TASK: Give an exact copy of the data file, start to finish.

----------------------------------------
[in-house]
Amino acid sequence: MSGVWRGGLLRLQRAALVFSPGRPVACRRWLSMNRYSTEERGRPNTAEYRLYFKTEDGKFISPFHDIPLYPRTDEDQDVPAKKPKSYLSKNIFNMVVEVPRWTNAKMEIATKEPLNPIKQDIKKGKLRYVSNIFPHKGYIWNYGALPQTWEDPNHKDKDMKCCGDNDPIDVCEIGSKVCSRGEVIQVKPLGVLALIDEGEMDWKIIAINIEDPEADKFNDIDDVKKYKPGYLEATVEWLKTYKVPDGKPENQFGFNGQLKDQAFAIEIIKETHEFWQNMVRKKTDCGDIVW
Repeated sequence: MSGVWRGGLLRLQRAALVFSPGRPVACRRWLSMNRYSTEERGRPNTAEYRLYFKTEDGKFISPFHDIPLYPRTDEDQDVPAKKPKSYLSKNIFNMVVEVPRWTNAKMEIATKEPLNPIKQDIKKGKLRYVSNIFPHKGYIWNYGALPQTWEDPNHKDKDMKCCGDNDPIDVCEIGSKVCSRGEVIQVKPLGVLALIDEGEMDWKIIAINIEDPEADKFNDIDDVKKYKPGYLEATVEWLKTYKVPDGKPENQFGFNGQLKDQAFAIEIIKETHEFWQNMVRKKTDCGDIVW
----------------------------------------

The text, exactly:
[in-house]
Amino acid sequence: MSGVWRGGLLRLQRAALVFSPGRPVACRRWLSMNRYSTEERGRPNTAEYRLYFKTEDGKFISPFHDIPLYPRTDEDQDVPAKKPKSYLSKNIFNMVVEVPRWTNAKMEIATKEPLNPIKQDIKKGKLRYVSNIFPHKGYIWNYGALPQTWEDPNHKDKDMKCCGDNDPIDVCEIGSKVCSRGEVIQVKPLGVLALIDEGEMDWKIIAINIEDPEADKFNDIDDVKKYKPGYLEATVEWLKTYKVPDGKPENQFGFNGQLKDQAFAIEIIKETHEFWQNMVRKKTDCGDIVW
Repeated sequence: MSGVWRGGLLRLQRAALVFSPGRPVACRRWLSMNRYSTEERGRPNTAEYRLYFKTEDGKFISPFHDIPLYPRTDEDQDVPAKKPKSYLSKNIFNMVVEVPRWTNAKMEIATKEPLNPIKQDIKKGKLRYVSNIFPHKGYIWNYGALPQTWEDPNHKDKDMKCCGDNDPIDVCEIGSKVCSRGEVIQVKPLGVLALIDEGEMDWKIIAINIEDPEADKFNDIDDVKKYKPGYLEATVEWLKTYKVPDGKPENQFGFNGQLKDQAFAIEIIKETHEFWQNMVRKKTDCGDIVW